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Obama, at US$114 million outraises Romney in August

September 10, 2012
WASHINGTON: In a surprise show of strength, President Barack Obama raised US$114 million for his re-election bid last month, beating Mitt Romney’s monthly haul for the first time since April, his campaign said.

Campaign officials said early Monday that 1.1 million Americans contributed to Obama’s operation during the month to make up the total, which was easily the most lucrative fundraising period for Obama of the 2012 campaign.

“The key to fighting back against the special interests writing limitless checks to support Mitt Romney is growing our donor base, and we did substantially in the month of August,” said Obama campaign manager Jim Messina.

“Fueled by contributions from more than 1.1 million Americans donating an average of US$58 – more than 317,000 who had never contributed to the campaign before – we raised a total of more than US$114 million.

“That is a critical downpayment on the organization we are building across the country – the largest grassroots campaign in history.”

The Hill newspaper reported that Romney had raised US$111 million in August, meaning that Obama bested his rival in the fundraising stakes after trailing badly in previous months.

August fundraising was especially significant as it reflected the public response to Romney’s naming of conservative favorite Paul Ryan as his vice presidential pick and the two party conventions.

Fundraising is a crucial component at this late stage of the campaign, – ahead of the November 6 election – as it dictates how much candidates can spend on advertizing blitzes in key television markets and on firing up get-out-the-vote organizations.

Romney will likely still have a cash advantage over Obama, as he had a large stash of money saved that could only legally used once he was accepted the Republican presidential nomination two weeks ago in Florida.

Multiple Super PAC campaign committees favoring Romney will also rally to his cause, meaning that Obama and his Democrats will still be substanially outspent in the advertizing game in the next two months.

But the Obama team was clearly delighted with its operation, sending a tweet from the official @BarackObama campaign account calling the haul “huge news.”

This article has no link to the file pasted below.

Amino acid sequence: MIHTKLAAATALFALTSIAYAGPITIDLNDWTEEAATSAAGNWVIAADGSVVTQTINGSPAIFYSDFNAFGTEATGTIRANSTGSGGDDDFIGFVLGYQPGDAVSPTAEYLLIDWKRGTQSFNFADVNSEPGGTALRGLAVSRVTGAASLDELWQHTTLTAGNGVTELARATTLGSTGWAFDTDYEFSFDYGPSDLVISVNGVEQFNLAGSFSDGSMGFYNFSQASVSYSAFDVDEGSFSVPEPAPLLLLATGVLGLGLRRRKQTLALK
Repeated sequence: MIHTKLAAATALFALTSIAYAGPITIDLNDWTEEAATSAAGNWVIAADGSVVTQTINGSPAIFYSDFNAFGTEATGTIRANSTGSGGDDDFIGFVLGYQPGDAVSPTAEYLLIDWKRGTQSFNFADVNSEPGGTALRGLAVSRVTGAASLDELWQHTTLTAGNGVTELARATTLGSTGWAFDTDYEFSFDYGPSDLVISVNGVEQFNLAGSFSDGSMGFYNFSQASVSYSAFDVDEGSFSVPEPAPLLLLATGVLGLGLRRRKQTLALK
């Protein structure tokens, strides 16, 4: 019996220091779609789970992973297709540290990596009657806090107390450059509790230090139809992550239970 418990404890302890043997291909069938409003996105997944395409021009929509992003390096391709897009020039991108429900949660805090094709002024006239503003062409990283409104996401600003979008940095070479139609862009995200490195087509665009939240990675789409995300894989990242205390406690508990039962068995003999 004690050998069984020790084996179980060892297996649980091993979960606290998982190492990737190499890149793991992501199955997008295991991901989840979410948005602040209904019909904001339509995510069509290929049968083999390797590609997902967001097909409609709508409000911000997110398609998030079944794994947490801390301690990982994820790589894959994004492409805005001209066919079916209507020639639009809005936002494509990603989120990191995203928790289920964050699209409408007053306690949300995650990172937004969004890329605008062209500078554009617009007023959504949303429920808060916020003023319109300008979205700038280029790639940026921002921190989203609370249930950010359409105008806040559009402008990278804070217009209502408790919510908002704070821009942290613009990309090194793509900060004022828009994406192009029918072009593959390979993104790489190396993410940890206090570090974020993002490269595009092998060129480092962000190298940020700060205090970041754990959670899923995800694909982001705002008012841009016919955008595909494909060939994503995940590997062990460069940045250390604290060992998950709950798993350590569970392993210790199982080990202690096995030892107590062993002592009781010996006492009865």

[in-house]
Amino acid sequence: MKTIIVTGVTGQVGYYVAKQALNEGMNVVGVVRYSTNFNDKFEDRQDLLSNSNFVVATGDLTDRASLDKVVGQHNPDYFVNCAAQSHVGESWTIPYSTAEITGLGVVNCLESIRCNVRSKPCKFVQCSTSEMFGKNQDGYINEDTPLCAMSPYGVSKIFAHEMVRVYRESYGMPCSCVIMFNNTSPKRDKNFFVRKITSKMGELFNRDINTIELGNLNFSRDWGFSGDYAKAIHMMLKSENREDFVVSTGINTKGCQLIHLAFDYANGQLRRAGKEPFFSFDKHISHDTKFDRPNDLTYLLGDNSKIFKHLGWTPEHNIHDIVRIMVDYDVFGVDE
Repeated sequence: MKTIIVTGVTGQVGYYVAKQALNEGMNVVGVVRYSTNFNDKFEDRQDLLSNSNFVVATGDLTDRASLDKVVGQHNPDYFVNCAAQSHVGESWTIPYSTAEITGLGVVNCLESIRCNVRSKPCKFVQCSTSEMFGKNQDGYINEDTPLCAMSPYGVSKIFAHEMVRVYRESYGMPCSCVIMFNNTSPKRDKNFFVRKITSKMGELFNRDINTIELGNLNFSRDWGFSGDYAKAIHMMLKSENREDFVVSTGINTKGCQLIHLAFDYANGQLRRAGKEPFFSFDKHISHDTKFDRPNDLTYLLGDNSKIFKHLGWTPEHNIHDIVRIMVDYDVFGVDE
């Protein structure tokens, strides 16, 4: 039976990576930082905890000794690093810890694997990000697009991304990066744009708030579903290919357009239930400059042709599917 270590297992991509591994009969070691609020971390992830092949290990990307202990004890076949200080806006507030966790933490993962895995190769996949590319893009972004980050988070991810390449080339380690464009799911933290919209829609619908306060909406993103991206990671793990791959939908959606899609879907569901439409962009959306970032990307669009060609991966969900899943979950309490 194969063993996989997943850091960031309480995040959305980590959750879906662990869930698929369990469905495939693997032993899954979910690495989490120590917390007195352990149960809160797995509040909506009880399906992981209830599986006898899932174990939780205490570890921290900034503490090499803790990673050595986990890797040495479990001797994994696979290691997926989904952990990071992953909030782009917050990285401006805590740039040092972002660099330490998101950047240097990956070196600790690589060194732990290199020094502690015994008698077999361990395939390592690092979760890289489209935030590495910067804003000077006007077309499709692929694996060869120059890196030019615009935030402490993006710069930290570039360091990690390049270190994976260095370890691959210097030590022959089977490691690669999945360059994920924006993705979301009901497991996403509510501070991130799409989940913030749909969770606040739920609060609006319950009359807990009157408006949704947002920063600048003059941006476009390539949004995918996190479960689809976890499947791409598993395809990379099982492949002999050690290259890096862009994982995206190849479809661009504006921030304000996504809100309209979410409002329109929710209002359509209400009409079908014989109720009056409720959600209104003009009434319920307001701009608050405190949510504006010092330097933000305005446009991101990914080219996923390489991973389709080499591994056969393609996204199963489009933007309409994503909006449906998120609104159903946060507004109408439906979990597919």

“No celebrating, because they’re going to have an even bigger September, but now we know we can match them, doing this our way,” the Twitter feed said.

A senior Obama aide said on Friday that Romney and supportive outside groups were outspending the president’s campaign in television advertizing in some key markets in swing states by more than two to one.

The Obama campaign, which has spent heavily in recent months on negative ads designed to define Romney and to build a huge grass roots movement designed to turn out the vote in November.

Obama’s unexpected cash bonanza comes as he enjoys a post-Democratic National Convention bounce in the polls, leading Republican Romney by five points Sunday in the Gallup daily tracking poll.

Obama’s August haul total and his strong position in national polls and in battleground states will likely cement a narrative, that for now, at least, the president is ahead of Romney less than two months before election day.

That will pile pressure on Republican presidential nominee Romney to check Obama’s momentum in three presidential debates next month.

Messina said that the Obama campaign and the Democratic National Committee had raised US$114 million from 1.1 million donors giving an average of US$58 in August.

In a figure that will cheer the Obama camp, more than 317,000 new donors signed up to the campaign in the month.

More than three million people have contributed to the campaign so far.

In a monthly report for July filed with the Federal Election Commission, Obama claimed reserves of $124 million divided between the president’s campaign and his Democratic Party.

At the same time, the Romney campaign said it had US$186 million on hand. Neither total took into account August fundraising, and both campaigns spent heavily during the month as the election race heated up.



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